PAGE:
The researchers said their test, which measures two blood chemicals, was about 75 percent accurate in distinguishing alcoholics from people who don't have drinking problems.
Between 8 percent and 10 percent of all men and 1 percent and 2 percent of all women in the United States are estimated to be alcohol abusers.
"The study may simply provide a means for distinguishing individuals who drink a lot," said one of the researchers, Boris Tabakoff, scientific director of the National Institute on Alcohol Abuse and Alcoholism in Bethesda, Md. "For physicians, it is imperative to know whether problems may be alcohol related. It's awfully difficult to get a very accurate consumption history from individuals."
"On the other hand," he continued, "it (the study's results) may be more profound. It may indicate individuals who have an inherent predisposition to have problems with alcohol."
Alcoholism sometimes appears to be passed from generation to generation. Tabakoff has begun studying children of alcoholics to see whether they are more likely to have abnormalities that the blood test can detect. If so, the test could be used to identify these children early so that they could be taught to avoid alcohol.
Tabakoff developed the test with colleagues from the University of Illinois at Chicago and the Veterans Administration Westside Medical Center in Chicago.
The new test measures the activity of two chemicals produced by platelets, the blood cells responsible for clotting. The substances are enzymes called monoamine oxidase and adenylate cyclase.
The researchers tested the blood of 95 male alcoholics and a comparison group of 33 people who did not have drinking problems. They found that the activity of the two enzymes was significantly reduced in alcoholics.
The differences were even apparent in 10 alcoholics who had not taken a drink for periods ranging from one to four years.
Tabakoff said the enzyme abnormalities may affect blood clotting, and this could help explain why alcoholics are more likely to suffer strokes and heart disease.
EYE-CANCER TEST. Researchers have developed a blood test to identify children at risk for an inherited form of eye cancer.
Scientists at the Massachusetts Eye and Ear Infirmary reported in the New England Journal of Medicine that the test was highly accurate for predicting which individuals were predisposed to retinoblastoma.
Retinoblastomas are potentially fatal eye tumors found in about one in every 20,000 children in the United States. They usually are detected before the age of 5, and patients are treated with radiation, removal of the affected eye, or both.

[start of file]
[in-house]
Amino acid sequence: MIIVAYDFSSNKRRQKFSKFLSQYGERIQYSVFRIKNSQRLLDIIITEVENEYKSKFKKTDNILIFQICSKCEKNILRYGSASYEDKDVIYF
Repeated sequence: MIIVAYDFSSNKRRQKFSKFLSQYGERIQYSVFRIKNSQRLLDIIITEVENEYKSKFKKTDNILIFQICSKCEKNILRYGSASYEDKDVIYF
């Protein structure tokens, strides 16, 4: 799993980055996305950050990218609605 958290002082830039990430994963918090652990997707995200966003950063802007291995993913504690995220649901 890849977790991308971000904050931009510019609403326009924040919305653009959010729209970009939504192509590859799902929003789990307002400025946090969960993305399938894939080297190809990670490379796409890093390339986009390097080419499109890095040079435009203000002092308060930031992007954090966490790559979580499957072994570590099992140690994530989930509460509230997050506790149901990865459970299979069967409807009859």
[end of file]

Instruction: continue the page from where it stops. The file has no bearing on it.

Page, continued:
TRACKING A HEART CONDITION. A heart condition thought to be rare may be more common than doctors have believed and could be an important cause of sudden death among young people, Italian researchers have reported.
Researchers at the University of Padua Medical School in Padua, Italy, found 12 cases of right ventricular cardiomyopathy among 60 deaths of people under age 35 that occurred from 1979 to 1986 in the Veneto Region of Italy.
"Right ventricular cardiomyopathy is currently considered an oddity and a rare cause of life-threatening (heart problems)," the researchers said in reporting their findings in the New England Journal of Medicine.
"Our findings indicate that right ventricular cardiomyopathy may be a more common cause of sudden death in young people than has previously been suspected."
Right ventricular cardiomyopathy is a condition of unknown origin that consists of a very thin wall on the right ventricle of the heart. The thin walls can cause abnormal heart beats, which in turn can make the heart come to a sudden stop.
Barry J. Maron, a senior investigator at the National Heart, Lung and Blood Institute in Bethesda, Md., who wrote an editorial accompanying the study, said the findings were interesting but did not necessarily mean the condition was as common elsewhere as the researchers had found in Italy.
"It may be more common than previously thought in the area they are in, in northern Italy. It doesn't say anything about the United States," Maron said during a telephone interview.
The Italian researchers, led by Gaetano Thiene, acknowledged that their findings might have been anomalous in part because their sample consisted only of deaths of young people in which an autopsy had been ordered.